Albert L. Marsh

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For the soldier, see Albert Marsh (Medal of Honor).

Albert Leroy Marsh, (1877–1944) was an American metallurgist. In 1905 he co-invented the first metallic alloy from which a high-resistance wire could be made that could be used as a durable and safe heating element. While working at Hoskins Manufacturing, the company of chemist, electrical engineer, inventor and entrepreneur William Hoskins (1862–1934) the two experimented for several years until the alloy was perfected. The material was patented that year as chromel, later and still today marketed as nichrome.[1][2][3][4] For this invention, Marsh was acclaimed as "father of the electrical heating industry".[5]

Early life[edit]

Marsh was born August 16, 1877 in Pontiac, Illinois, the oldest of three children. The family moved to Pana, Illinois in 1884. Marsh went to University of Illinois at Urbana-Champaign. In 1901, Albert received his bachelor of science degree in Chemical Engineering. The same year, he married Minnie E Hayward in Massachusetts.

Career beginnings[edit]

While working with an electric storage battery and doing technical writing, he began experimenting with nickel and chromium alloys during his spare time. In 1904, in need of better place to work on his wiring project and more funding, he made a business arrangement with William Hoskins of Chicago; Hoskins was with Mariner & Hoskins, a leading firm of consulting chemists. He hired Marsh at a small salary – while giving him permission to work on the alloy project during his spare time. When later formed as Hoskins Manufacturing Company, the business relocated to Detroit, Michigan.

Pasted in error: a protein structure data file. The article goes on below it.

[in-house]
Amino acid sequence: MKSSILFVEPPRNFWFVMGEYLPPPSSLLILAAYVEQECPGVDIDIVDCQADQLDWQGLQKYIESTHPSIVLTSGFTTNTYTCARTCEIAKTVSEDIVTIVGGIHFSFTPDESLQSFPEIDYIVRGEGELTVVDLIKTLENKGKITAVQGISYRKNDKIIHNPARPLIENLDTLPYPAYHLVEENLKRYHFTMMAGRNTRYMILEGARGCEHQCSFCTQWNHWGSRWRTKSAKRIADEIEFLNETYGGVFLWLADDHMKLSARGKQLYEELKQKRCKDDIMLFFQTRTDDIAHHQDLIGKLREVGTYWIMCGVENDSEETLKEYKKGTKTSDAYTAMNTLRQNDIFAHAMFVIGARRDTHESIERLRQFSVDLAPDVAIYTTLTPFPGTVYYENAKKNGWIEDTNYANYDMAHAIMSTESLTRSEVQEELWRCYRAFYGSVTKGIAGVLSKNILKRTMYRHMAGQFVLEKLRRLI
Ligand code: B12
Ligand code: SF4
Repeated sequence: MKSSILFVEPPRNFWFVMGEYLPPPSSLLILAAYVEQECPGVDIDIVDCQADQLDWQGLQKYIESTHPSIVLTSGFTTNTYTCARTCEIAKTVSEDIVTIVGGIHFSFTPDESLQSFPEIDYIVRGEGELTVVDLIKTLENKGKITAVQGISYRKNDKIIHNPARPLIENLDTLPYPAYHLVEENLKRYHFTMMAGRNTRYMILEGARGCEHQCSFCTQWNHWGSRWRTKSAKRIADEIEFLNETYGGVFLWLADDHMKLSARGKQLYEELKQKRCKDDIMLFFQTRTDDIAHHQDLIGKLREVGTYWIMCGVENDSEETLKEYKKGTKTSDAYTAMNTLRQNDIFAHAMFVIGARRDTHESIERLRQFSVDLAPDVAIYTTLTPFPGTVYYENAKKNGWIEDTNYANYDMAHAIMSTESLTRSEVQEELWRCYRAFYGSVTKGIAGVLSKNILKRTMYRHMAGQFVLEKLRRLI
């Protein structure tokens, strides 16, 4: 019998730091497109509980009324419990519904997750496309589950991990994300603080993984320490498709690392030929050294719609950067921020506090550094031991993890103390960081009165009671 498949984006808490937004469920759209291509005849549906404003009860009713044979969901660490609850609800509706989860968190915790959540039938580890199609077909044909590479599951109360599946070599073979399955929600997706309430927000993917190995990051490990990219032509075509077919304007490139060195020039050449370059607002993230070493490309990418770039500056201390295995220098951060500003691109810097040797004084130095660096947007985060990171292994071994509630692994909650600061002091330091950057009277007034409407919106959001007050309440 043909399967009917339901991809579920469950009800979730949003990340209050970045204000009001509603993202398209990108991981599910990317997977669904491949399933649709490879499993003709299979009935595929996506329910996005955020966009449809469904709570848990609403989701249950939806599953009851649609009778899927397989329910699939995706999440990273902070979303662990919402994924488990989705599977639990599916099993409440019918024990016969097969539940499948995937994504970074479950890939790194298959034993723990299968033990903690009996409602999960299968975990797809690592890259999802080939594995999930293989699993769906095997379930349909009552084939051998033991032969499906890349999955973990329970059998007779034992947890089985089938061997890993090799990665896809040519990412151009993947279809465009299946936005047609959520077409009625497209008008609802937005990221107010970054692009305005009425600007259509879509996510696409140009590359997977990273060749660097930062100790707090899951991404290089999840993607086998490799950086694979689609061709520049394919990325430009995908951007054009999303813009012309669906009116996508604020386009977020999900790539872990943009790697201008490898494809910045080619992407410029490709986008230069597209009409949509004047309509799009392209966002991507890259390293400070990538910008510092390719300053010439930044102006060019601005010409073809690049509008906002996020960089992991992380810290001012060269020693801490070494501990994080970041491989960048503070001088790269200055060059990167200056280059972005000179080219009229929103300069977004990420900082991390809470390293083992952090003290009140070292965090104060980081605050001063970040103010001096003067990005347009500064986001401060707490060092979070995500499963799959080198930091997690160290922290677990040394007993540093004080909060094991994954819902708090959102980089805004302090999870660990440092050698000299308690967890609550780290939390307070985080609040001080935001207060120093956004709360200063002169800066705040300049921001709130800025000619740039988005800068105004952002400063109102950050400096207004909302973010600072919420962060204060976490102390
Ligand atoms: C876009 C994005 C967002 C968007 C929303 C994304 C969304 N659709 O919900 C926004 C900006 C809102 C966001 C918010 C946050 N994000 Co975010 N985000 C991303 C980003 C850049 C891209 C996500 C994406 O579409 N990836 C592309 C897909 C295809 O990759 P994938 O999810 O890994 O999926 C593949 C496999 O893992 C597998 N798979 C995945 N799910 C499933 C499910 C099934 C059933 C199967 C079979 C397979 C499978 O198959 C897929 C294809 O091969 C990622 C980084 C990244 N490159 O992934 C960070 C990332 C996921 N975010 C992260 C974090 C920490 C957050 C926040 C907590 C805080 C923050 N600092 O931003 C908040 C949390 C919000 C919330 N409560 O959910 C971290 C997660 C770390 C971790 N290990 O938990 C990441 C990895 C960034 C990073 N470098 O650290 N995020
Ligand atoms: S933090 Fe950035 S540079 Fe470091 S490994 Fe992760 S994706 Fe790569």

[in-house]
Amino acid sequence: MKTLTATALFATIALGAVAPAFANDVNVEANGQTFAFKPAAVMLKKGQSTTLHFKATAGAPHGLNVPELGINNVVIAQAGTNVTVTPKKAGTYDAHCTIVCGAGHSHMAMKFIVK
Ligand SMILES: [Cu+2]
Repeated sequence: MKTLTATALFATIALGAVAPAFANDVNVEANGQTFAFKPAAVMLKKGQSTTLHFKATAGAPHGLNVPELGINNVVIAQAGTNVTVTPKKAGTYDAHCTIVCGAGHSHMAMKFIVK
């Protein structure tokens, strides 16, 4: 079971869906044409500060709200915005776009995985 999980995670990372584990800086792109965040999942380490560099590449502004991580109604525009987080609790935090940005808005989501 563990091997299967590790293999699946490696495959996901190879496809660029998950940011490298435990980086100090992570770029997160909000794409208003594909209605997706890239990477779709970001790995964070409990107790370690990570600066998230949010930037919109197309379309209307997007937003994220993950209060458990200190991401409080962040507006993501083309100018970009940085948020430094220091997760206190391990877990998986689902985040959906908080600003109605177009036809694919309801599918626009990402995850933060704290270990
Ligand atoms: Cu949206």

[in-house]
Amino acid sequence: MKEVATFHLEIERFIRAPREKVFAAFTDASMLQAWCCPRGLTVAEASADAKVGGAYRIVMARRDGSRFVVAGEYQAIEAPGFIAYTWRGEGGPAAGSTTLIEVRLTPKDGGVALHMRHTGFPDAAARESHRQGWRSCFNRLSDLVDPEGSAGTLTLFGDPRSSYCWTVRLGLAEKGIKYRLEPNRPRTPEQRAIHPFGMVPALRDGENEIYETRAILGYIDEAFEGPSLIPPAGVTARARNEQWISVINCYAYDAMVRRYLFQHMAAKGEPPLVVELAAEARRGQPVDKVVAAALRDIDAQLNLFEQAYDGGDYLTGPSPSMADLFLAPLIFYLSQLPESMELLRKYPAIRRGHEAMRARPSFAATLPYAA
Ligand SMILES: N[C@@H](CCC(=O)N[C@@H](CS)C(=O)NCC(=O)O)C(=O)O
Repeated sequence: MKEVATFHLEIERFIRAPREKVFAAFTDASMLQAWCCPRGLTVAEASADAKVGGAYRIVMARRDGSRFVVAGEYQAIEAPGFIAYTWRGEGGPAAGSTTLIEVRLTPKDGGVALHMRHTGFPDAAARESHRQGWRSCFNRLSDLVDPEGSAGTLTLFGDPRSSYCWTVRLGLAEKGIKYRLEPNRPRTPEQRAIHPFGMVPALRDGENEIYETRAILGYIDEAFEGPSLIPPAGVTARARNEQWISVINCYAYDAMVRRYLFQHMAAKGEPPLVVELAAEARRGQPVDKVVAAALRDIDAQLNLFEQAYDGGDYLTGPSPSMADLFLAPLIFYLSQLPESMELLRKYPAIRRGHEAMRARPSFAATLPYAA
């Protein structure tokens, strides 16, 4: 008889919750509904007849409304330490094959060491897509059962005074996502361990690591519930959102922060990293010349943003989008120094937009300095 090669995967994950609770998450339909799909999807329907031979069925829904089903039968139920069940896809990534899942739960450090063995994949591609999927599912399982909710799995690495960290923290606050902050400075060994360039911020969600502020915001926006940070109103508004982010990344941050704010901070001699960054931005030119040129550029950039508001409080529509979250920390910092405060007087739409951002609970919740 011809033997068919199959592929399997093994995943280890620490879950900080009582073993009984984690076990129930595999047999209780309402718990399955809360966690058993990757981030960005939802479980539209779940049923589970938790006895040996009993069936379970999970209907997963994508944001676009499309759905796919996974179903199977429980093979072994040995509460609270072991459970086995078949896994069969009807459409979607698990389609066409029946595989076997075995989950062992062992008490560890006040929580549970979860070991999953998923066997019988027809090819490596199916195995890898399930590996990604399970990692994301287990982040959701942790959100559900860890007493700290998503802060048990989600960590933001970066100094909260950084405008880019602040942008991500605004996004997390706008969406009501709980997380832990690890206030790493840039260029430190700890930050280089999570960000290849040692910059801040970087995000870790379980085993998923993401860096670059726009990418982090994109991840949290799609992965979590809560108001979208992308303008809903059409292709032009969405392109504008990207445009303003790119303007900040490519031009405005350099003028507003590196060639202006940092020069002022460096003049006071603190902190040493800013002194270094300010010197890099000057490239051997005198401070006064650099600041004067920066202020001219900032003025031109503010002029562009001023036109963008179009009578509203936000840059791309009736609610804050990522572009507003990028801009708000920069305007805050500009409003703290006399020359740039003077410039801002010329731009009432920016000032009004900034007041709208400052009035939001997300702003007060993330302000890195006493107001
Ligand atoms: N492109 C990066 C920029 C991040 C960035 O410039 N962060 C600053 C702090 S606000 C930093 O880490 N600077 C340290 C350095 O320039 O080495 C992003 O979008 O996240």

Success[edit]

When perfected, the new alloy was 300 times stronger than other types at that time. Chromel is made of 80% nickel and 20% chromium (though other ratios are used for special purpose nichrome appliations). The US patent was granted February 1906, in Marsh's name, and later sold to Hoskins Manufacturing.

By Hoskins's own account, he was deeply involved in the experimentation process, and not simply a funder.[4]

Toasters, dental furnaces[clarification needed] and chromel wire for home appliance manufacturers were the first focus of the Hoskins company. The first two were unprofitable and were later dropped. The company concentrated on manufacturing the chromel wire.

Marsh served as chief engineer and general manager of Hoskins Manufacturing Co. in Detroit. He was named president of the firm in 1915.

Awards[edit]

In 1936, Marsh was awarded the John Price Wetherill Medal of The Franklin Institute for "significant and timely contribution to the science of automotive engineering" and "for outstanding discoveries in the physical sciences".

In 1941, the American Metals Congress bestowed upon Marsh with The Sauveur Award for outstanding metallurgical achievement.

References[edit]

  1. ^ U.S. Patent 811,859
  2. ^ Norcross, Eric (2006). "The Cyber Toaster Museum". Toaster.org. The Toaster Museum Foundation. pp. section "1900–1920". Archived from the original on 15 August 2008. Retrieved 2008-08-16. 
  3. ^ George, William F. (2003). Antique Electric Waffle Irons 1900-1960: A History of the Appliance Industry in 20th Century America. Trafford Publishing. p. 20. ISBN 978-1-55395-632-7. Retrieved 2008-08-16. 
  4. ^ a b Clark, Neil M. (May 1927). "The World's Most Tragic Man Is the One Who Never Starts" (– Scholar search). The American. Retrieved 2007-02-24. [dead link]; republished in hotwire: The Newsletter of the Toaster Museum Foundation, vol. 3, no. 3, online edition. The piece is largely an interview of Hoskins. (And there actually is a Toaster Museum, backed by a related foundation. They take the history of toast, and electrical heating in general, quite seriously.)
  5. ^ [1] From Pana News - Palladium, retrieved 1997-06-05

External links[edit]